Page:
10:57 p.m., Him to me: “I was out after about 6 p.m. so I didn't see this until just now. I don't think we can do it now until next Monday.”

"I would have accepted the trade earlier tonight, but will have to reevaluate come next weekend, just to see how the wind is blowing.”

“I'm sorry I missed it earlier.”

Again, this was not a huge trade. Good thing, since it failed. In my opinion, had we gotten down to specific names two e-mail exchanges earlier, the deal would have gotten done.

As it turned out, it was probably good for my aborted trade partner that the swap was not made. The Twins gave up on Vargas again a few days later, sending him back to the Minors a second time this season. It may take longer for him to earn another shot.

The veteran Pitcher x offered to me was in fact brought off the DL this week but did not do well in his first outing. I would not have activated him anyway, so I did not miss anything initially, either. Of course, the hurler could still improve down the road.

When everything is said and done, I cannot be too upset. After all, the Twins player called up to replace Vargas on their roster is none other than top prospect Miguel Sano. It just so happens the third baseman is on my team in this league.

Brian Walton was the 2009 National League Tout Wars champion, scoring the most points in the league’s 17-year history. He also holds the all-time NL Tout single-season records for wins and saves. His work can also be found daily at and Follow Brian on Twitter.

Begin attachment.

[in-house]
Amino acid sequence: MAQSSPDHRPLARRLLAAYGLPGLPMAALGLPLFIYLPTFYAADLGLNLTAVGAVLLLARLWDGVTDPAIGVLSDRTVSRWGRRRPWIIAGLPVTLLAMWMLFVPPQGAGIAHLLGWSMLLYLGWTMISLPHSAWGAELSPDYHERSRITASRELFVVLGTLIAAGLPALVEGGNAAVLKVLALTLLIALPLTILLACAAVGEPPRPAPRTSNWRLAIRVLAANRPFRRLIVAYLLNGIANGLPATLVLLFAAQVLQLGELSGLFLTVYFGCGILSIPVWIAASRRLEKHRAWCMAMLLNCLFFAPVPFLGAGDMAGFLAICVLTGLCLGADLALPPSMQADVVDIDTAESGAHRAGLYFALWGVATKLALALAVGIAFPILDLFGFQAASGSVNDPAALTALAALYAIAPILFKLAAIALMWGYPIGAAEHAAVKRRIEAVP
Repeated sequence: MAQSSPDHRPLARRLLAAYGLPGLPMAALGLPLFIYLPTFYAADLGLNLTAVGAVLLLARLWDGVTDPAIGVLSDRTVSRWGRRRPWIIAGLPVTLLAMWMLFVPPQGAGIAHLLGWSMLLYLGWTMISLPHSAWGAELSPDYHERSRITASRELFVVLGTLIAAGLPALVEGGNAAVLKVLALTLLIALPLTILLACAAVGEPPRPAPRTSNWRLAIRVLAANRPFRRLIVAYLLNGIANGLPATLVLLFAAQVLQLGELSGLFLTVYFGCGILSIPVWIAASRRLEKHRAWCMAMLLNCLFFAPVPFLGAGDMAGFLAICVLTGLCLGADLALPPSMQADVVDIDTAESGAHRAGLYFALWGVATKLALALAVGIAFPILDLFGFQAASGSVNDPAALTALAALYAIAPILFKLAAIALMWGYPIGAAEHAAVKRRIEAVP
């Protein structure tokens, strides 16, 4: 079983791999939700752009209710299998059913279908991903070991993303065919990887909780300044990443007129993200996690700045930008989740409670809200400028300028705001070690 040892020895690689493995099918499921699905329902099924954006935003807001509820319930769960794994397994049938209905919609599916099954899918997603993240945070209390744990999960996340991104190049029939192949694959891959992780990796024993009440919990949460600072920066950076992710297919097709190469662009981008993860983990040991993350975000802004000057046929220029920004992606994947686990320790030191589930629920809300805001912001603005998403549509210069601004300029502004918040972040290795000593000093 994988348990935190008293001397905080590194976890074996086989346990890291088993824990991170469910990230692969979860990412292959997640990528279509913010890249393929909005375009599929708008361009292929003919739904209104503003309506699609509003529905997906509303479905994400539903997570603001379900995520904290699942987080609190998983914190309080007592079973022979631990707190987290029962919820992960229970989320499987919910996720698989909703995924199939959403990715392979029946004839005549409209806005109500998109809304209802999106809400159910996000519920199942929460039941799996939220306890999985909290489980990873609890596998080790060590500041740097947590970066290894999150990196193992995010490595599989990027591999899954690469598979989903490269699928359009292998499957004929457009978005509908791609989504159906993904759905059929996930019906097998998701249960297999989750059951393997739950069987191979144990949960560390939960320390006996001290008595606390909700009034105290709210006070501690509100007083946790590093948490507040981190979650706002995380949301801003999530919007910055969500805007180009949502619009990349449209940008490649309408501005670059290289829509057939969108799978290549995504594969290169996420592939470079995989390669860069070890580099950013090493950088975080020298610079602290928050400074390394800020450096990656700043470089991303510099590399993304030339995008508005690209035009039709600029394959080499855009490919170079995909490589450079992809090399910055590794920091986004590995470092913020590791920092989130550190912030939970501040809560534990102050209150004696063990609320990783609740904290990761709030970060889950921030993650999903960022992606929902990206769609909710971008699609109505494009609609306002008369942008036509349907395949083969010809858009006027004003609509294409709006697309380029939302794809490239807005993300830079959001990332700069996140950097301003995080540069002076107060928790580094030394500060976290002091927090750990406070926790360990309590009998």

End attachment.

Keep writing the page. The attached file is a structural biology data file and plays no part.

Last Updated on Saturday, 04 July 2015 09:20
Cardinals Make the Best of Red Sox Deals PDF Print E-mail
Articles of Configuration
Written by Brian Walton   
Saturday, 27 June 2015 00:00

I have no idea how the investigation of St. Louis Cardinals front office employees who illegally accessed the Houston Astros baseball operations database will conclude. I do know that the sparkling reputation of one of Major League Baseball’s most successful franchises has been tarnished, and especially St. Louis’ baseball ops organization, headed by general manager John Mozeliak.

That reputation had been earned through strong drafts, good player development, and smart player personnel decisions. This article will document several of the latter, made at the expense of the Boston Red Sox.

As I type this Friday evening, John Lackey is pitching in the seventh inning while holding the Chicago Cubs to two runs despite not having his best stuff. The 36-year-old came into the night doing what he has done his entire 13-year career - eat innings and deliver consistent results. In 2015, the right-hander has been pitching over 6 1/3 innings on average while logging a 3.41 ERA.

Just 11 months ago, Lackey was a member of the Boston Red Sox. With the Cardinals in need of a veteran starter down the stretch in 2014, they sent two younger players, Allen Craig and Joe Kelly, to the BoSox in return for Lackey and a minor leaguer.